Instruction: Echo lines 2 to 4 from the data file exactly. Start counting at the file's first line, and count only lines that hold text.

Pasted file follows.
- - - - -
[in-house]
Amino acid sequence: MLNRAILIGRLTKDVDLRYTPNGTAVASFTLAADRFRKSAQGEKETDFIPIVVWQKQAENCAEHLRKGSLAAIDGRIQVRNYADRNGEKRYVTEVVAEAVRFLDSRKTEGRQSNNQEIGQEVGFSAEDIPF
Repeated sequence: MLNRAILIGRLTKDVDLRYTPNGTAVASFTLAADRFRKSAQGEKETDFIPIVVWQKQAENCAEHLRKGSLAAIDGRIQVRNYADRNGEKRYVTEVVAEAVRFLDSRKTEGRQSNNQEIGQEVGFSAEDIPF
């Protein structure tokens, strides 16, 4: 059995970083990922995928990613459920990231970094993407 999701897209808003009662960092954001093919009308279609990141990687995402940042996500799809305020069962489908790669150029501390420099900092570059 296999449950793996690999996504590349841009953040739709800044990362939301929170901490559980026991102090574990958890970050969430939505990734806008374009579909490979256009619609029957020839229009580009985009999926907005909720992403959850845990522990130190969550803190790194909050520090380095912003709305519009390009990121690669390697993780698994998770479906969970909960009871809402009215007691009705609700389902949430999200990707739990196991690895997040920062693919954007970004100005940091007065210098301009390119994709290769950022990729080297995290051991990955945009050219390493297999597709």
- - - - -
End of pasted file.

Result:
Amino acid sequence: MLNRAILIGRLTKDVDLRYTPNGTAVASFTLAADRFRKSAQGEKETDFIPIVVWQKQAENCAEHLRKGSLAAIDGRIQVRNYADRNGEKRYVTEVVAEAVRFLDSRKTEGRQSNNQEIGQEVGFSAEDIPF
Repeated sequence: MLNRAILIGRLTKDVDLRYTPNGTAVASFTLAADRFRKSAQGEKETDFIPIVVWQKQAENCAEHLRKGSLAAIDGRIQVRNYADRNGEKRYVTEVVAEAVRFLDSRKTEGRQSNNQEIGQEVGFSAEDIPF
């Protein structure tokens, strides 16, 4: 059995970083990922995928990613459920990231970094993407 999701897209808003009662960092954001093919009308279609990141990687995402940042996500799809305020069962489908790669150029501390420099900092570059 296999449950793996690999996504590349841009953040739709800044990362939301929170901490559980026991102090574990958890970050969430939505990734806008374009579909490979256009619609029957020839229009580009985009999926907005909720992403959850845990522990130190969550803190790194909050520090380095912003709305519009390009990121690669390697993780698994998770479906969970909960009871809402009215007691009705609700389902949430999200990707739990196991690895997040920062693919954007970004100005940091007065210098301009390119994709290769950022990729080297995290051991990955945009050219390493297999597709």